I'm enthusiastic because I love the wonder of chemistry, but I'm patient and understanding because I remember the drudgery of A-level. I'm compassionate and friendly as a tutor because that's what it takes to bridge the gap between the two.
Ultimately, you decide what we cover in our sessions. However, I offer a range of lesson formats. In addition to complete tutelage in a whole curriculum for A-level chemistry, I'm happy to give a short crash course to improve confidence, have your questions answered to iron out the details, or cover preparatory material to get ahead of the competition before A-level year.
|Chemistry||A Level||£20 /hr|
|Before 12pm||12pm - 5pm||After 5pm|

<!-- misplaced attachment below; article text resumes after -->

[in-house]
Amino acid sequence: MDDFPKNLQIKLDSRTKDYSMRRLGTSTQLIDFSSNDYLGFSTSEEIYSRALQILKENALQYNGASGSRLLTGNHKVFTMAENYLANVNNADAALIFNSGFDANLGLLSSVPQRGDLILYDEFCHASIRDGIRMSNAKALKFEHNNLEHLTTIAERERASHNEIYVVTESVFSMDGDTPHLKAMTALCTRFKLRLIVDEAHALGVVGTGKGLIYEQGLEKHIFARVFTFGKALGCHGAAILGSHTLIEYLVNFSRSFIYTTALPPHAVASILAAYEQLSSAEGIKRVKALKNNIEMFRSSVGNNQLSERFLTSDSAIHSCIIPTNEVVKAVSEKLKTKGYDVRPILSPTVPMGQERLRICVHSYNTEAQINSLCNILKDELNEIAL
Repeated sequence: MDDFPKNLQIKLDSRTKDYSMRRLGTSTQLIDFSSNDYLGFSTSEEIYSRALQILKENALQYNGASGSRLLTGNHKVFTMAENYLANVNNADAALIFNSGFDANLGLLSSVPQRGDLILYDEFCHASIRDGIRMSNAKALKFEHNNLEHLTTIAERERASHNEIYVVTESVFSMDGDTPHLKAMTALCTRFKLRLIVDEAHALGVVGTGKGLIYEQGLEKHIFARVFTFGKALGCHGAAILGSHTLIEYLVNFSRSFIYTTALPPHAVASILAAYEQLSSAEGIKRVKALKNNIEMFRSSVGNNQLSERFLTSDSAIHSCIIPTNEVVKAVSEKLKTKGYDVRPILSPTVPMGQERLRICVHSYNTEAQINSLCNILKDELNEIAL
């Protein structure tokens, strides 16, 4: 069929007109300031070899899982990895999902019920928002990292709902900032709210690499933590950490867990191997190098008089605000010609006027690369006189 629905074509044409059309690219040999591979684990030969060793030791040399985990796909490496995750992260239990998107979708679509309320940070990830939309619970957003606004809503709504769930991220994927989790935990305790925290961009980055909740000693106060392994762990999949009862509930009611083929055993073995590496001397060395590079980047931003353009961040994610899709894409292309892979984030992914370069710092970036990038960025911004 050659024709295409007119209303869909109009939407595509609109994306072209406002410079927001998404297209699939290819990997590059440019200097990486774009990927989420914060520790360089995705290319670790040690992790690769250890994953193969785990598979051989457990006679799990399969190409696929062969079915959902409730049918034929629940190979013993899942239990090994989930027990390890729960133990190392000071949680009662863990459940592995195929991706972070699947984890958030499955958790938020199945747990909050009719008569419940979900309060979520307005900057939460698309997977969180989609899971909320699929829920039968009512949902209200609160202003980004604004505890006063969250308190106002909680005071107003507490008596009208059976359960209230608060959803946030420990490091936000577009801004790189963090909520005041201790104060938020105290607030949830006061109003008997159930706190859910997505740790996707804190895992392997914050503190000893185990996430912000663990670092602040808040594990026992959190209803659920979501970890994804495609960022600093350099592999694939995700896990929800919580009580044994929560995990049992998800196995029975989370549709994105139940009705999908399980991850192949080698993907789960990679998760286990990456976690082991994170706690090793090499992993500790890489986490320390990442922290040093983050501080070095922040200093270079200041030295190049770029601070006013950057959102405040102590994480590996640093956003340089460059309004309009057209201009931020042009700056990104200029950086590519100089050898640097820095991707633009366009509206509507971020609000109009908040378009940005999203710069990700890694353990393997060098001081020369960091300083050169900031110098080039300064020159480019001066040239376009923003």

Please get in touch for more detailed availability
Sarah (Parent) July 28 2016
Sarah (Parent) October 8 2016
Ben (Student) September 13 2016
There are a few things to learn about the use of curly arrows. Once you've grasped the basics, though, you'll be able to use them with simplicity and clarity no matter how complicated the mechanism is!
The first thing to remember is that the arrow should start on something which represents a pair of electrons. This is most commonly either a lone pair of electrons, or a filled π orbital in a double bond. This is to say that the arrow starts off where the electrons start off.
The second thing is that the arrow-head should point to the place where the electrons are going. If the electrons are forming a new bond, they will be shared between two atoms, and so the arrow-head should point between the two atoms. In short, the arrow ends up where the electrons end up.
As with any other concept in chemistry, the best strategy to master curly arrows is practice! Always remember that clarity is key when composing a mechanism, so draw the structure which best avoids confusion.see more